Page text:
Photo by Darrow Montgomery

Earlier this year, City Paper requested all 2014 crash entries from the D.C. Department of Transportation’s Traffic Accident Reporting and Analysis System that involved pedestrians and cyclists. What we got back was basic information on more than 1,110 pedestrian-involved crashes and more than 800 cyclist-involved ones.

The data in TARAS is pulled from PD-10 crash reports from the Metropolitan Police Department; it includes information on the date and time of the collision, the street and “side street” where it occurred, the incident type, the number of injuries and fatalities, and the number of each road user involved. For example, on Dec. 31 at 11:30 p.m., three pedestrians within 100 feet of the intersection of New York Avenue and Bladensburg Road NE were hit straight-on by a driver; all three were injured.

But the information is limited and sometimes incomplete: Twenty-five pedestrian entries and 14 bike entries were unusable because they lacked a cross street. The Washington Area Bicyclist Association argued in a July policy paper that “MPD’s PD-10 crash intake form has several deficiencies that make it difficult for police officers to capture accurately the important details of a crash involving a pedestrian or bicyclist.” Other information that can and should be captured, according to WABA, includes “the location of a non-motorist with respect to the roadway at the time of the crash,” “the action of a bicyclist immediately prior to the crash,” and “whether the bicyclist was using lights.” Executive Director Greg Billing says they haven’t received a formal response from DDOT on the recommendations, which they asked to be included in the two-year action plan.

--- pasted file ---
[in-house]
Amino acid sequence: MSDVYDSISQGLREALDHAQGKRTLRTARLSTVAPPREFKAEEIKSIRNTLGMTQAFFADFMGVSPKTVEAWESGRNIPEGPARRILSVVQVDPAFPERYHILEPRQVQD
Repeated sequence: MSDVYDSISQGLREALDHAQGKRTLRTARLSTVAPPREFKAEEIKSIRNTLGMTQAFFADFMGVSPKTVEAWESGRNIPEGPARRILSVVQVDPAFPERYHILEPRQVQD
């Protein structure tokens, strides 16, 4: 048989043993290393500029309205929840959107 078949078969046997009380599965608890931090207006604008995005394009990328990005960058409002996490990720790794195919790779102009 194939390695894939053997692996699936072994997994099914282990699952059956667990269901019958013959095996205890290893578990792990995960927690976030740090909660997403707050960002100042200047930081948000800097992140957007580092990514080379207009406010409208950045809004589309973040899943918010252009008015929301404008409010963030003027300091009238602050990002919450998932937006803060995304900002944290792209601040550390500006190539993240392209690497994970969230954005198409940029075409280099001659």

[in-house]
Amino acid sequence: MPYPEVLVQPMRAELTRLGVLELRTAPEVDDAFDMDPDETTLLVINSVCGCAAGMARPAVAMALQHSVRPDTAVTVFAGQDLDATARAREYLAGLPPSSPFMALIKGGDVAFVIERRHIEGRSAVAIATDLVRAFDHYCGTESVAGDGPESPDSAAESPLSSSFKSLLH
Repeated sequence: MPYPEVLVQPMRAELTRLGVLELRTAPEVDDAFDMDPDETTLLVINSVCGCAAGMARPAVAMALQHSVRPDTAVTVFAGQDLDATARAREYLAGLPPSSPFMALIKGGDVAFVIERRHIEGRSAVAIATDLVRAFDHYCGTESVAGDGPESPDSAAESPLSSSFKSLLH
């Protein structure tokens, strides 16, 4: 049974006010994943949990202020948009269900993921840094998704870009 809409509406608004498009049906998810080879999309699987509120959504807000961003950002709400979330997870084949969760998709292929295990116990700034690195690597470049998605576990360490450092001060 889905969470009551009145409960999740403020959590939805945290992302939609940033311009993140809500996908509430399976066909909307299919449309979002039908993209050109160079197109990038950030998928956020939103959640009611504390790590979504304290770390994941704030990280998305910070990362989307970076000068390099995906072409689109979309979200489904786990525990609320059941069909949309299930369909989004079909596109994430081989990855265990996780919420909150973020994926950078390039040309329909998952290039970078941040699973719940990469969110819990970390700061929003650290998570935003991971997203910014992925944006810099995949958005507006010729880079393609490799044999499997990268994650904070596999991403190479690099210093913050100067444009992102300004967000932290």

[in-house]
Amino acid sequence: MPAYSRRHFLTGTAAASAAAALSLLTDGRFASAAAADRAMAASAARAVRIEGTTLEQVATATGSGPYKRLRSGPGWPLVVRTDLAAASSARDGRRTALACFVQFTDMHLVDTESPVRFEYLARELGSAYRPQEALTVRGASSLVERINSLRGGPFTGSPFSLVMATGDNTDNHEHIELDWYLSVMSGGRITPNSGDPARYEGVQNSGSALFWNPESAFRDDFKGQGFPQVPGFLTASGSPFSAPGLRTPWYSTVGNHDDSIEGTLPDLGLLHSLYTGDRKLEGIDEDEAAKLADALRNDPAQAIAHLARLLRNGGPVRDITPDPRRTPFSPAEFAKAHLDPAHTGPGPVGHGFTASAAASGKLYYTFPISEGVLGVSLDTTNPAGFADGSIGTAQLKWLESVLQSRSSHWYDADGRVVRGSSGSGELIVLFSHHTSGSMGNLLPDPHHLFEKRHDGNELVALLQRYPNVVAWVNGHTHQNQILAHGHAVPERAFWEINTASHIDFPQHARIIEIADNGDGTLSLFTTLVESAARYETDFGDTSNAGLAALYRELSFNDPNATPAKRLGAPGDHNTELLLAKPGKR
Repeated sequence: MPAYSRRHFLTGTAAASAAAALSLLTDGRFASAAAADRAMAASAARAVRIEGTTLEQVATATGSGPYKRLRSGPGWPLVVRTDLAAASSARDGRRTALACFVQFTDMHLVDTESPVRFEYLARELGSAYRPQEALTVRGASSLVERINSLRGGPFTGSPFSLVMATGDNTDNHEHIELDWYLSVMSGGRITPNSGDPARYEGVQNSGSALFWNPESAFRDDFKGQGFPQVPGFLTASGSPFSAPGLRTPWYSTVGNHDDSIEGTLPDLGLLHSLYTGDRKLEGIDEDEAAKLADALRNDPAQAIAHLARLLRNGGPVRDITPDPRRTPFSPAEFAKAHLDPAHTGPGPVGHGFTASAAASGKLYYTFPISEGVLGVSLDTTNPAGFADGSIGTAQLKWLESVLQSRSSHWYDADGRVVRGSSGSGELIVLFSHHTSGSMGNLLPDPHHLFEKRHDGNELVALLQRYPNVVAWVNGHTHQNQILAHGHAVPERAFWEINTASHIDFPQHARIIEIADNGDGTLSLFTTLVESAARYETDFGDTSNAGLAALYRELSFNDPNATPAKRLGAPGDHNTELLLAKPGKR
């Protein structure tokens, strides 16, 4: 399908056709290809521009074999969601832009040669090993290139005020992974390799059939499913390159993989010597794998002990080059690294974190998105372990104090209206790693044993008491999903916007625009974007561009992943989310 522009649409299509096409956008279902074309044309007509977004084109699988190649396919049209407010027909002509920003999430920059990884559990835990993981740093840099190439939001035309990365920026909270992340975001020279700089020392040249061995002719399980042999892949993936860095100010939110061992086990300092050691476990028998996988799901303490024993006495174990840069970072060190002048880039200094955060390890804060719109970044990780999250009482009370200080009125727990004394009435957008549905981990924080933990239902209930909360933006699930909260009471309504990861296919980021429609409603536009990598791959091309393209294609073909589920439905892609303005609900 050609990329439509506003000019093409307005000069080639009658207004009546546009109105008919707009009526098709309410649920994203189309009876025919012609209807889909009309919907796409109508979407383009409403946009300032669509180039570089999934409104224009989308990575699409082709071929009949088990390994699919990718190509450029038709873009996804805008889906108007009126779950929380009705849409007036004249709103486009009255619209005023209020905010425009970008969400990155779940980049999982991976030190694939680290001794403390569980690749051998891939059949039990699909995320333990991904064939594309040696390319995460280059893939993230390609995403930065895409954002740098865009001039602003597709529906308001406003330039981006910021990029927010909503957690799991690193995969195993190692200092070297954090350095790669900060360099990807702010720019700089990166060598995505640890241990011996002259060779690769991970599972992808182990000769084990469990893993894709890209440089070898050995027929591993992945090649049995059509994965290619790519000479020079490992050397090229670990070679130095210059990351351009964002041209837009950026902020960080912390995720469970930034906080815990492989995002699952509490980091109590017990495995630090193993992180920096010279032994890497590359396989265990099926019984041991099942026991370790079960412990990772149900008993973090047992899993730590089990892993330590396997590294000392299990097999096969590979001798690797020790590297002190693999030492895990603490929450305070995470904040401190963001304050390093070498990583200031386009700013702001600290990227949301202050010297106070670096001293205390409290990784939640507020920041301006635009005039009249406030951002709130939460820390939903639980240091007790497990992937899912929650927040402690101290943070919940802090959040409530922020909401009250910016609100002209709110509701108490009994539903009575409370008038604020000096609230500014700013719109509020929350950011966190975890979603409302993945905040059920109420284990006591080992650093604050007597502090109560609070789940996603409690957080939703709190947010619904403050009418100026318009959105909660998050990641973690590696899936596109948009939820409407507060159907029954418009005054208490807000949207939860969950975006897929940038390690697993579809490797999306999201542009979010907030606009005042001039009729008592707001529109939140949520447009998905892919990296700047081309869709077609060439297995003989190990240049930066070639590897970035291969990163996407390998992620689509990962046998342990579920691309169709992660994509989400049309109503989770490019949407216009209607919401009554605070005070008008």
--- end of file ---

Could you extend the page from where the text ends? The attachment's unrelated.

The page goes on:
D.C. police do not make crash incident reports available to reporters, either through their public information office or through the Freedom of Information Act. “Certain businesses may apply for PD-10 reports using FOIA for specific purposes,” an MPD spokesman explains. Some additional general information is provided to the public through DDOT’s Highway Safety Office. Preliminary crash data for 2014 shows that “serious” injuries to both pedestrians and cyclists rose between 2013 and 2014 (from 348 to 404, and 281 to 356, respectively.)

These maps and charts aren’t meant to give a perfect picture but rather a general idea about where and when crashes occur in D.C. —Sarah Anne Hughes

Pedestrian-involved crashes, 2014:

Bicyclist-involved crashes, 2014:

Crashes broken down by time of day:

The total number of crashes in 2014 by time of day and day of week:

More from this issue:- D.C. plans to end traffic fatalities by 2024. Is it ready to take the necessary steps?